Tag Archives: City Gate

Defending the City at the City Gate

Often times the gate of an ancient city was located at a low point that was easily approached—via an incline ramp—from outside the city.

six-chamber-gate-model

View of the model of the six–chamber gate that was discovered at Megiddo. The initial excavators dated it to the days of King Solomon but today its dating is disputed—and some still prefer a Solomonic date.

Note how there are outer and inner gate houses—with a courtyard between them.  Also note how towers abound in the gate houses and associated structures.  As a city was being defended, the courtyard between the two gate houses could be viewed as a killing field whereby defenders could shoot down from their towers and wound and/or kill the attackers with arrows and/or spears.  Even if attackers were merely incapacitated, they would lie there bleeding and moaning and other attackers—in the deafening bloody chaos—would have to climb over their bodies in order to try to gain entrance to the city.  Of course they themselves were vulnerable to same the fate as their “colleagues.”  This must have had a detrimental effect on the second wave’s enthusiasm to attack the city!

In addition, as the attackers attempted to make their way through the inner gate, they would have to break down its outer door.  They would then be confronted with another killing field between the six chambers (three on each side) of the inner gate.  In this area, defenders could be positioned directly above the attackers—shooting arrows down on them.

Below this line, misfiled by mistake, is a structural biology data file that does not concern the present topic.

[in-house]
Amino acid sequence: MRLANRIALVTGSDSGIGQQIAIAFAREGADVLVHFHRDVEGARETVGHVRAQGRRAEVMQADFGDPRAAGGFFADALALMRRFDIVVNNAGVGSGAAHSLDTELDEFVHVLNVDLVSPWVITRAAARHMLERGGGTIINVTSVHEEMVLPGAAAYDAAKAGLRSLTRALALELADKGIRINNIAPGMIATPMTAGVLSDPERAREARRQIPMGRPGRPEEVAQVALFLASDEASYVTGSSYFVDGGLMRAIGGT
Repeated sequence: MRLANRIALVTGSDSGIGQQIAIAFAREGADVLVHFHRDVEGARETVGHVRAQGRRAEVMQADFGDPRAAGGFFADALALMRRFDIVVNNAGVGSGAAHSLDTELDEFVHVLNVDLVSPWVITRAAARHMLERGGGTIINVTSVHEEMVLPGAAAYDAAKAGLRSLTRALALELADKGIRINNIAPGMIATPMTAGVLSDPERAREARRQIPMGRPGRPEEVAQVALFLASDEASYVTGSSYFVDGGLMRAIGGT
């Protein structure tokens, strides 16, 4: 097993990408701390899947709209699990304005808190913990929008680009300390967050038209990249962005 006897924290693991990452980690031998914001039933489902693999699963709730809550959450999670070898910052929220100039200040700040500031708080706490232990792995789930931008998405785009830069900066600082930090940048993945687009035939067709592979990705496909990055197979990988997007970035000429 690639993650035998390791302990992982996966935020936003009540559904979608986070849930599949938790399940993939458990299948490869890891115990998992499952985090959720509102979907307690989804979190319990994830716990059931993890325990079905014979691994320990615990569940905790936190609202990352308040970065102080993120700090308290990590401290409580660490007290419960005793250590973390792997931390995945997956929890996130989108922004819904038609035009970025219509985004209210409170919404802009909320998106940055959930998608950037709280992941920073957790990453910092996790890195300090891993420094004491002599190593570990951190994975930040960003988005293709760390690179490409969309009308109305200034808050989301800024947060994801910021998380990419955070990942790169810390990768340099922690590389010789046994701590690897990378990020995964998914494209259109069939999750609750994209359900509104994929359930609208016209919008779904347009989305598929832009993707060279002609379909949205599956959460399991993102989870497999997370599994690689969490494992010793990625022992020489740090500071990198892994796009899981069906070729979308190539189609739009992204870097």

HazorGateModel01

Model of the six–chamber gate (Solomonic) at Hazor. The dark green gate is located in the lower left portion of the image.  (Outside the citadel is to the upper left of the gate)  This particular gate has two projecting towers—one on each side.  A double (casemate) wall is attached to the gate (also dark green).

As for “doors”—there does not seem to be too much physical evidence for how the gates were “sealed/closed.”  However, we do know that in other structures that a pair of doors each swung on columns that could pivot in a socket.  More on this, next post.

For some brief comments on the dating to the six–chamber gate at Megiddo Click Here.  More on gates to follow.

Advertisements

King David at the City Gate

It is well–known that in Old Testament times that the “elders” of a city often would congregate at the gate of their city for a variety of functions.  But it must not be forgotten that kings often made themselves available to their subjects and performed some of their duties there (see below).

One of the many interesting discoveries made by Avraham Biran was a podium and column base that was located at the gate of the northern city of Dan.

podium-at-the-city-gate

View looking west at the (reconstructed) podium that Avraham Biran discovered at the city gate of Dan. Click on image to Enlarge and/or Download.